Perhaps the most insulting piece of all however was this shameless, two-bit handjob over at Polygon. A sycophantic scrawl so brown-nosed and servile you’d honestly think the wri ter was angling for a job at Fig. “Anyone can profit from it’s success?” Bollocks can they! To invest in Psychonauts 2 right now, in a way that’ll actually get you any meaningful profit whatsoever, you are required to be an Accredited Investor under United States law. And to qualify as an accredited investor you need to have either $1M in net worth, not including the value of your primary home, or a yearly single income of $200k or a combined household yearly income of $300k over the previous two years.
“But Matt, Regulation A+ of the 2012 Jumpstart Our Business Startups Act, or ‘JOBS’ for short, allows Fig to raise investment from multiple sources including UNACCREDITED investors.”
Did you read about that in this article by any chance? Also on Polygon and also by the same sodding writer? An article that reeks so much of a press release, slightly rejigged just enough to make it sound like it was written by an actual human being and not a robot powered by shoving $10 bills up its arse, that merely reading the headline made me want to projectile vomit my own spleen through three feet of solid concrete.
And besides, I’m still correct. Right now any interest you give Double Fine and Fig as a potential unaccredited investor is completely non-binding, involving no obligation or commitment of any kind.
Y’see the new rules allowing unaccredited investors to officially invest in a Fig-funded game don’t come into effect until the 29th January, 2016. What Fig are actually doing right now is inviting people to “reserve” an investment opportunity, in anticipation of this change becoming federal law.
So for the time being, while you’re under no obligation to give Fig any money, Fig are also under no obligation to reserve any shares for you. In fact there’s a $1.5 million cap on all unaccredited investments, so which offers do you think are going to get priority? The big ten-grand chunks from people with way more cash than they know what to do with, or the comparitively-piddly bare-minimum investment of $500 you scrounged from behind the sofa?
Either way, you’re still technically not an investor yet, meaning not just anyone can “profit from it’s success.” Speaking of profits, lets talk money.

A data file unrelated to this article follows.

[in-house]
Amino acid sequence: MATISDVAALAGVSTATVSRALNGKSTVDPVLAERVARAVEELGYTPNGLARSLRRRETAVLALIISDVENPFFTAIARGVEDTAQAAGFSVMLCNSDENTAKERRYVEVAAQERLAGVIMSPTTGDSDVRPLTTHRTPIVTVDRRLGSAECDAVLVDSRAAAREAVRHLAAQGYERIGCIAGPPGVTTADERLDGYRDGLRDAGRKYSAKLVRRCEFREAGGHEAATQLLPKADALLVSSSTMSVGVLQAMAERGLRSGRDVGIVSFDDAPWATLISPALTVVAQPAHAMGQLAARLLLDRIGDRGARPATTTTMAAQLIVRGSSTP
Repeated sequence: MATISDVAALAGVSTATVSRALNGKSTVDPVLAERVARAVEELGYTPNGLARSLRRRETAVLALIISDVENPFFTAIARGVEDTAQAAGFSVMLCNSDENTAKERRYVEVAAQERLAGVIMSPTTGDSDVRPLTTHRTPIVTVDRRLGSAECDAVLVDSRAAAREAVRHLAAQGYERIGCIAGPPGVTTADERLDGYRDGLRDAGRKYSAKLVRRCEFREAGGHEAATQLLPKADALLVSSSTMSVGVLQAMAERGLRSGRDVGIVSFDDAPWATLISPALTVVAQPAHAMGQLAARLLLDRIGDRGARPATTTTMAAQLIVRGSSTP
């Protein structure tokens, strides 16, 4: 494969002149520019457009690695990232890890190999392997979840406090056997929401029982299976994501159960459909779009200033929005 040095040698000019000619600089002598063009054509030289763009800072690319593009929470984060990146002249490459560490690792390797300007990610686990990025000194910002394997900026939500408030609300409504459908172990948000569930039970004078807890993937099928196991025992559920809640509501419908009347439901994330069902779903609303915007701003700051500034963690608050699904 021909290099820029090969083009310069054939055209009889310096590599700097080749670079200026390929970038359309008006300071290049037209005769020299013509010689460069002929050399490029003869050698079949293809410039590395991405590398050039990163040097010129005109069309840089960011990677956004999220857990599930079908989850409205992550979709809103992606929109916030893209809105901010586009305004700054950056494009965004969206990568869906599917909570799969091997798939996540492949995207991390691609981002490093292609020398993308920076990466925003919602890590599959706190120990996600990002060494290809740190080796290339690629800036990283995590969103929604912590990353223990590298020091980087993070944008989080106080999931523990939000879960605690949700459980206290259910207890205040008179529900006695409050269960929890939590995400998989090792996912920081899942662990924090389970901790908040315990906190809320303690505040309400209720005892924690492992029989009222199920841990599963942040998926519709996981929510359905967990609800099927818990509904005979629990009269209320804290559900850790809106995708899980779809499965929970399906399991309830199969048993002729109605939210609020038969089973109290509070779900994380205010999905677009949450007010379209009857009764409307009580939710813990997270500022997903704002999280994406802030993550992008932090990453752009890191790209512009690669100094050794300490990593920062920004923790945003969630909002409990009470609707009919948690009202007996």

I know this stuff is boring but please bear with me. Assuming the right laws go into effect, your $500 reservation is accepted and Fig offers you a share in Psychonauts 2, you won’t see any returns on that money until the game is finished and goes on sale. That’s estimated to be sometime in 2018 by the way, meaning at least a two year wait from your initial investment before it starts to pay dividends. Even then Psychonauts 2 has to sell at least 670,000 copies, at an average wholesale price of $21, whereupon your return on investment will be…exactly the amount you put in.
Yep, that’s just to get your investment back. Or to put it in business-speak, that’s an ROI of 0% after two to three years, if not more
Also a very generous prediction considering the original Psychonauts only sold 100,000 copies during its first year in 2005. A result that contributed to the CEO of its publisher, Majesco, resigning, and the company’s stock plummeting. But that was then of course. Psychonauts has since built up a cult following and sold almost 1.7 million units in total. Except that’s nearly 1.7 million copies over TEN years. Even if Psychonauts 2 hits that target in half the time, you’re still looking at five years before you can expect a return on any investment.
By the way 1.2 million of those sales were only during the last five years, and not all of those sales were at full-price either. In fact Fig’s own infographic shows the majority of these sales came from Humble Bundle deals, and when developers put games in a Humble Bundle they can usually expect to earn about $1 per copy. Even the Steam and GOG.com figures don’t take into account the game’s numerous discounts during sales, or that it now retails for $9.99.